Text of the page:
Northeast: Warm air can be drawn up the East Coast into the mid-Atlantic and aim for areas east of the Appalachian Mountains, leading to below-normal snowfall along much of the Interstate-95 corridor. In contrast, snowfalls tend to occur over a zone stretching across the Tennessee Valley, Ohio Valley and interior Northeast.
This is generally what is expected to unfold across the U.S. this winter, but there will be some differences, according to AccuWeather's team of long-range forecasters, which is led by Pastelok.
One of the most notable differences is the storm track across the Midwest. There could be a "bigger dip in the storm track over the Midwest, Ohio Valley and Great Lakes at some point in the winter season, probably mid- to late-season, and can lead to a couple of bigger snow events for the Midwest and western Great Lakes," Pastelok explained.
Across the other side of the nation, there may be some echoes from last winter in major cities of the East Coast. A snow drought brought unusually low seasonal totals to the region last winter, and the pattern could bring a pause in wintry conditions around the middle of the season this year.
"Another overall mild winter is possible for much of the eastern U.S.," Pastelok said, referring to how temperatures will compare to the 30-year averages in many places. However, conditions won't be mild throughout the season, and instead it will be bookended with a cold and wintry start and the potential for coastal storms to bring snow events in the latter part of the season. Overall, near-normal snowfall is predicted across much of New England.
Before winter even arrives, La Niña can also play a major factor in the rest of the Atlantic hurricane season. The phenomenon is one of the reasons the current season has been hyperactive, according to meteorologists.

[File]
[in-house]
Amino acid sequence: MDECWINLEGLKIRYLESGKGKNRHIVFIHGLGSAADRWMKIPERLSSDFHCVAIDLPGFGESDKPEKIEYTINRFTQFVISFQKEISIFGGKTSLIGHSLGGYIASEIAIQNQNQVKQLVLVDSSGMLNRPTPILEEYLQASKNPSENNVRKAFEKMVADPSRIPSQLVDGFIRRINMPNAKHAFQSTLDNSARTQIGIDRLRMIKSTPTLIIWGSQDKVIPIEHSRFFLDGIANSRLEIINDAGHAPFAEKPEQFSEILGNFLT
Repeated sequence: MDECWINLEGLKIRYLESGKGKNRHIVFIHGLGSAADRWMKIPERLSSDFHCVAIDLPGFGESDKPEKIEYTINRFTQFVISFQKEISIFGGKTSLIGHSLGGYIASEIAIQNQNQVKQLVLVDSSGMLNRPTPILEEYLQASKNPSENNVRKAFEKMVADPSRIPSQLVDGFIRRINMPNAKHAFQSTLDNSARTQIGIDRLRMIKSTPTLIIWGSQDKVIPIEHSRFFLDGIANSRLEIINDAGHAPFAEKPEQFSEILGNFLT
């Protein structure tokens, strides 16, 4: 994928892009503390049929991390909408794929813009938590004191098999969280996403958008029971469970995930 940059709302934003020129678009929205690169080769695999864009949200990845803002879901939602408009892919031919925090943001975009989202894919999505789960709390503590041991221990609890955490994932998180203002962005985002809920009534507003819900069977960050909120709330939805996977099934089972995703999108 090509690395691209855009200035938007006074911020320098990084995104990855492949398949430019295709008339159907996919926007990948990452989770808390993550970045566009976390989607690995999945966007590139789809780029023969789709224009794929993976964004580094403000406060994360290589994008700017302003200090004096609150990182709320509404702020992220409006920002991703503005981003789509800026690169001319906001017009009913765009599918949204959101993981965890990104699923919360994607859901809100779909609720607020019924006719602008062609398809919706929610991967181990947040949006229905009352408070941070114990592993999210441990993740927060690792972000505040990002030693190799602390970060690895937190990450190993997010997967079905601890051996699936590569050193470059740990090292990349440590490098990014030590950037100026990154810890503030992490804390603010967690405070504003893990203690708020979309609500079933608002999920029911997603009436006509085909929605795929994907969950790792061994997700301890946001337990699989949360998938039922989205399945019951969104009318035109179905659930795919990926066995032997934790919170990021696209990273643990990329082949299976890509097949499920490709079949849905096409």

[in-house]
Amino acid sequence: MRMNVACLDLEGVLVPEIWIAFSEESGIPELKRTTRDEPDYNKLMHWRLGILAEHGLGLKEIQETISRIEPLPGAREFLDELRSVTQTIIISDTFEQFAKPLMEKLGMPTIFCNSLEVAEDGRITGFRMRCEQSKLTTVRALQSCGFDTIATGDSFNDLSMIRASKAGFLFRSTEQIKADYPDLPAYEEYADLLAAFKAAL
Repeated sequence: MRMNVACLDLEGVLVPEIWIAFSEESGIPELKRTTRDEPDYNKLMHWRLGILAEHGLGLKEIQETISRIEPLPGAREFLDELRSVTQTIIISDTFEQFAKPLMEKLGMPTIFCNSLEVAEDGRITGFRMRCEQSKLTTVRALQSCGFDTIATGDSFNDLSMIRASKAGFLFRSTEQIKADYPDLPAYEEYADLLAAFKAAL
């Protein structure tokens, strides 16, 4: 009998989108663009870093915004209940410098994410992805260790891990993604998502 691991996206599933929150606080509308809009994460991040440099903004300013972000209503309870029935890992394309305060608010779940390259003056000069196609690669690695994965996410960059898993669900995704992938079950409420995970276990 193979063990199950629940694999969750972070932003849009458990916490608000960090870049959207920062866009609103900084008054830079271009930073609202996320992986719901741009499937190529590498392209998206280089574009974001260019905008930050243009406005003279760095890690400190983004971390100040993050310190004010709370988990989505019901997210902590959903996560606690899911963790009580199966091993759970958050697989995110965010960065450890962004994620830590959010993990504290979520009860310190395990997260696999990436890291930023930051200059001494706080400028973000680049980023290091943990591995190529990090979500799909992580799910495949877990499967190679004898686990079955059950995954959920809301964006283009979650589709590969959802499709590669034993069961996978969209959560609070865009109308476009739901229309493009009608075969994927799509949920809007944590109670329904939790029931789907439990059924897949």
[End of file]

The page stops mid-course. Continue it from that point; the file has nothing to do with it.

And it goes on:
"What happens in a La Niña is the [wind] shear is more fragmented, less frequent, and so you have much more opportunity for tropical development across the basin," AccuWeather Hurricane Expert Dan Kottlowski said.
As of Oct. 21, there have been 26 named tropical systems in the Atlantic basin, which is just two storms shy of tying the all-time record number of tropical storms set back in 2005, and hurricane season doesn't officially end until Nov. 30.
Meanwhile, the eastern Pacific experiences fewer-than-normal tropical systems when there is a La Niña in effect.
Looking into next spring, if La Niña continues well into 2021, it could contribute to an uptick of severe thunderstorms and tornadoes across the central U.S. from March through May.
"La Niña can produce strong and more frequent severe weather events from the Plains on east in the spring and early summer," Pastelok said.
However, AccuWeather meteorologists are not yet confident as to whether the water over the central and eastern Equatorial Pacific will remain below normal through the spring or if the water temperatures will gradually rise during the first part of 2021, spelling an end to the current La Niña phenomenon.
The far-reaching effects of La Niña extend well beyond North America and the Atlantic Ocean, and the influence can be felt across nearly every continent.
"The western Pacific Islands, Indonesia and northern Australia can be wetter during a La Niña winter," Pastelok explained. It can also cause weather conditions to be cooler-than-normal in Japan and cool and wet weather to frequent southern Africa and Madagascar.